From Redding From Interstate 5, take Highway 299 going East. Drive about 39 miles to reach Douglas City and turn left out of the highway onto Steiner Flat Road.


Trinity River - Indian Creek to Steiner Flat

How is the steelhead fishing on the Trinity River you ask. As of early October 2011, DFG biologists reported seeing large numbers of steelhead pass through Willow Creek [weir] and have surpassed the number trapped there all of last year... And in the past five years, the steelhead fishery on the Trinity appears to be healthy and rebounding. But is that the whole story?

A 7 pound steelhead landed on the Trinity River

The story not told (unless you look real close) is the growing percentage of hatchery raised steelhead present in this run. In past seasons, the steelheading-hookup-euphoria blinded me from seeing the cracks-forming-in-the-foundation.

Hatchery influences are huge in the Upper Trinity River. Each year, Trinity River Hatchery releases approximately 500,000 coho salmon smolts, 800,000 steelhead, and 4.3 million Chinook salmon.

Angler displaying a 30 inch steelhead buc along the Trinity River

Robert Behnke outlined the dangers of introducing hatchery rasied steelhead to "supplement" the wild ones in his 1985 column for Trout Magazine: ...each particular (steelhead) life history strategy has been evolved through thousands of years of natural selection in each specific environment to optimize those life history traits that result in best survival. Hatchery selection replaces natural selection from the time of spawning to the time of smolting, and this has resulted in hereditary changes in hatchery stocks such as earlier timing of runs, earlier spawning, adaptions to artificial diets, disease resistance, crowding, etc.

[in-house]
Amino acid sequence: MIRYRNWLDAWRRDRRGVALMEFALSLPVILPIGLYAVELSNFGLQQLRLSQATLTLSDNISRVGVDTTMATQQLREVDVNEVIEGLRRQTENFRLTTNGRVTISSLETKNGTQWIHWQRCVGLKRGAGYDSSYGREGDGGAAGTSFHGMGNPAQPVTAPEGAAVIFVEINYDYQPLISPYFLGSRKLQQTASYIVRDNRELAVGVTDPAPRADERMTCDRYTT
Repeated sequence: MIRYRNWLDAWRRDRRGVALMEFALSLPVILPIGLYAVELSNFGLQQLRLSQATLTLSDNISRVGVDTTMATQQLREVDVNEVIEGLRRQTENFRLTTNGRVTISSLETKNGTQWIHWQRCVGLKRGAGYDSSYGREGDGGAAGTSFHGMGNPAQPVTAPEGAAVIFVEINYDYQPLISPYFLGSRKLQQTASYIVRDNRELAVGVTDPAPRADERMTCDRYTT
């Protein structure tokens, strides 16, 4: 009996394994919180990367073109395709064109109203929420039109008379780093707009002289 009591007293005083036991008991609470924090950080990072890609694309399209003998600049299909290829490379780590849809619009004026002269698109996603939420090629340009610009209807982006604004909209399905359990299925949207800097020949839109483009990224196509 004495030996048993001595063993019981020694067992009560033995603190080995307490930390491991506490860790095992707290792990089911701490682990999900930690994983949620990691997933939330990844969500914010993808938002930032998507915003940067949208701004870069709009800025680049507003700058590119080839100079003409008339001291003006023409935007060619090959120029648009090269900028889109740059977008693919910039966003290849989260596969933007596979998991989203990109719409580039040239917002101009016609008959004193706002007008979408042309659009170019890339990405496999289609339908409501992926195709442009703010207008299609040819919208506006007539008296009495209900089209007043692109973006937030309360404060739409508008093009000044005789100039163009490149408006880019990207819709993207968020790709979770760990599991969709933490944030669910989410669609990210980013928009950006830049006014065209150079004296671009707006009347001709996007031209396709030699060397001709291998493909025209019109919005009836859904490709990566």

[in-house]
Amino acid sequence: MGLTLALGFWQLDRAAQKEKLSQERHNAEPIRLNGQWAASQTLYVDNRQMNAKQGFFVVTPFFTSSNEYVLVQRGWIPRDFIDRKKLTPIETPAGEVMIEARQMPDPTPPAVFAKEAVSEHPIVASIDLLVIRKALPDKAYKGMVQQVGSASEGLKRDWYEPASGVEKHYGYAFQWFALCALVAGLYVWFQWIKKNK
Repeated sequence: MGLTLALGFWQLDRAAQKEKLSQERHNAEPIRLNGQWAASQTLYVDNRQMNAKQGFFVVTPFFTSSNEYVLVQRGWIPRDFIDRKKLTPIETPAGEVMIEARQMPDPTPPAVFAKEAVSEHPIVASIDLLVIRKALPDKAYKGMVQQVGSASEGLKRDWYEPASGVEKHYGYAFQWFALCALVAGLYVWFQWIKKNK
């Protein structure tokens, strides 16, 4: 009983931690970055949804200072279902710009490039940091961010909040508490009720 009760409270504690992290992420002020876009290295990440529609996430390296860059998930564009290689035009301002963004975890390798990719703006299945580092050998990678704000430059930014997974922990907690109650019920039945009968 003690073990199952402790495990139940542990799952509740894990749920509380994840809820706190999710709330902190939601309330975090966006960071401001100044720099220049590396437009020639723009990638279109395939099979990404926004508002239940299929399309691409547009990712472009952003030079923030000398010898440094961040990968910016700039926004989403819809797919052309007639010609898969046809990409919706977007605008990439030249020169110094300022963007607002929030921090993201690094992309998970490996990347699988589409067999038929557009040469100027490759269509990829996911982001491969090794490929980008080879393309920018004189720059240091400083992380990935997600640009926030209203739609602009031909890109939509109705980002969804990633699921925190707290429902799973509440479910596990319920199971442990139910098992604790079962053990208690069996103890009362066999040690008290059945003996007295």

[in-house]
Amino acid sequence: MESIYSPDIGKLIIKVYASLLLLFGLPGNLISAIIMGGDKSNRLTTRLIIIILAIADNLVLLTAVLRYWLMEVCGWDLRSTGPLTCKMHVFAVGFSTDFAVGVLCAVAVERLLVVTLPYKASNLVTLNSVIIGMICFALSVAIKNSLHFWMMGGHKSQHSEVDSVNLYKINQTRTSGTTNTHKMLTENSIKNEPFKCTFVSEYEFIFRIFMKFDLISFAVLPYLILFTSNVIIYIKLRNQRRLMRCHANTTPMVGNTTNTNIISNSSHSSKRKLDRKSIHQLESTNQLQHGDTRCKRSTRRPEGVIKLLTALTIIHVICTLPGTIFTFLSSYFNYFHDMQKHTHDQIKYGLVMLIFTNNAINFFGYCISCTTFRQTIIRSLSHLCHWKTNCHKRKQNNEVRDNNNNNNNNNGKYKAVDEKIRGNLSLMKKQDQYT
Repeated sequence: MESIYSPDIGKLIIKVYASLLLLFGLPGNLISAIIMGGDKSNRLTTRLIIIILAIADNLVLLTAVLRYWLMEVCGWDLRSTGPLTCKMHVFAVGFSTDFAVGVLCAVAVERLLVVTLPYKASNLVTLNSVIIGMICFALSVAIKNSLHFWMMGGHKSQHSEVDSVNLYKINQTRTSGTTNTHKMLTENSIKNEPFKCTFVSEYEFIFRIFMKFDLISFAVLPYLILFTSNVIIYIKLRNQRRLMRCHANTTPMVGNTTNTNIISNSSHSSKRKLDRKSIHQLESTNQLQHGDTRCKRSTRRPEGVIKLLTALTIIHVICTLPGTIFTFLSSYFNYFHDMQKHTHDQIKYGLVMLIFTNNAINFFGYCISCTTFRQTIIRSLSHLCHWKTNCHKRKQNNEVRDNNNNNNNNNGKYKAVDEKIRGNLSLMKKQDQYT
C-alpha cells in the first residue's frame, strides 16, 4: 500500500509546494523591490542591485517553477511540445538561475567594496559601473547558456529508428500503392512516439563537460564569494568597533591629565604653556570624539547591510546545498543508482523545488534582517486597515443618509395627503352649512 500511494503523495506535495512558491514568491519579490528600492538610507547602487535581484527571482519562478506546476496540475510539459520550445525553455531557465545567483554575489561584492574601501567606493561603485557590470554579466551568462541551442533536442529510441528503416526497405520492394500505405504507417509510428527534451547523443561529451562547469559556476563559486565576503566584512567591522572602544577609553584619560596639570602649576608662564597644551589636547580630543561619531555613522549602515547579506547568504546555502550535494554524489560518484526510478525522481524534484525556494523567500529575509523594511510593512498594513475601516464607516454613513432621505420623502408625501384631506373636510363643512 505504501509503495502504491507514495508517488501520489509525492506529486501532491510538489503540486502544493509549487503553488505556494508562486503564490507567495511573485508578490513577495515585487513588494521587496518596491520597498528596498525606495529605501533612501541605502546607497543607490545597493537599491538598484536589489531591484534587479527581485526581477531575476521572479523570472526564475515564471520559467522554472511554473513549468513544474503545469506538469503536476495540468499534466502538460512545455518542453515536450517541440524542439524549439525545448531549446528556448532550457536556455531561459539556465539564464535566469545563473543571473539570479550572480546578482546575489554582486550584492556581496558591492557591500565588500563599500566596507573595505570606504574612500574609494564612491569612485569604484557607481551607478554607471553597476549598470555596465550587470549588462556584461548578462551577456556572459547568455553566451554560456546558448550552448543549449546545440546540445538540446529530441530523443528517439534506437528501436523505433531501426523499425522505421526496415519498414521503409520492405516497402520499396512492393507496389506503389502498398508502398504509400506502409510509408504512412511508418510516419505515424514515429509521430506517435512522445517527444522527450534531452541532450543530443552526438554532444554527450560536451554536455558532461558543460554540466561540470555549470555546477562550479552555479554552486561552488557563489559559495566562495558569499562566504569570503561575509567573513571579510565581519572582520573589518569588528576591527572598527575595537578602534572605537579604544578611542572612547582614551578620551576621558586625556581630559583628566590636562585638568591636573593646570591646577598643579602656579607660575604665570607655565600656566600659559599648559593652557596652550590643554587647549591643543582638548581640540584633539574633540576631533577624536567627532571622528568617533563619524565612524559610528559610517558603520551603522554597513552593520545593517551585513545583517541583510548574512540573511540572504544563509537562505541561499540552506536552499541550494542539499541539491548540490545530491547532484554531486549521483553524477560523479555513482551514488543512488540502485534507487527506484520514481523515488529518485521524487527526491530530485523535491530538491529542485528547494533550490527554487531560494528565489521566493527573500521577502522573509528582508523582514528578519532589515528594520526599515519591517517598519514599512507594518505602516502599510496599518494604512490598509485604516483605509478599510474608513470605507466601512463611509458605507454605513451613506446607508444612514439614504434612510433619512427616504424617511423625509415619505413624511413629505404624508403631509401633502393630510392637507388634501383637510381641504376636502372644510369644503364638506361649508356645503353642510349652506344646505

Steelhead hatchery fish in the Trinity River

The end result is that hatchery steelhead, selected for many generations, and usually from a nonnative stock in relation to the river of stocking, have much reduced reproduction fitness in comparison to any native population. The large-scale stocking of hatchery fish leading to a predominance of hatchery fish in spawning runs may be a major cause in the decline of wild steelhead.

A steelhead up close

Behnke points out a study lead by Loyd Royal submitted to the Washington Game Department back in 1972 which clearly showed increasing hatchery steelhead were suppressing their wild families. The study showed 20 to 50 percent of the hatchery fish were not migrating to sea but stayed in freshwater to ultimately compete for food and habitat with wild juvenile steelhead.

Later study on the Deschutes River in Oregon and the Kalama River in Washington also revealed that hatchery fish entering these rivers are less adapted and suffer higher mortality than wild steelhead in their age-class. This certainly impacts those wild fish since they are forced to compete for a limited supply of food and water in which to hide from predators.

I'll close with a quote from a long-time steelheader, and an advocate for wild steelhead - Peter W. Soverel. Curiously , anglers, rarely confront the reality that, more than anything else, our sport depends upon the existence of abundant, diverse, widely distributed wild steelhead across the full diversity of habitats. These conditions are disappearing before our eyes. Equally astonishing, anglers accept these declines without complaint as if a diminished future were the inevitable outcome. In the span of a single human lifetime, we have largely eliminated wild steelhead from vast areas of their native range, from the immense Central Valley systems in California to the Columbia and Fraser watersheds of the north.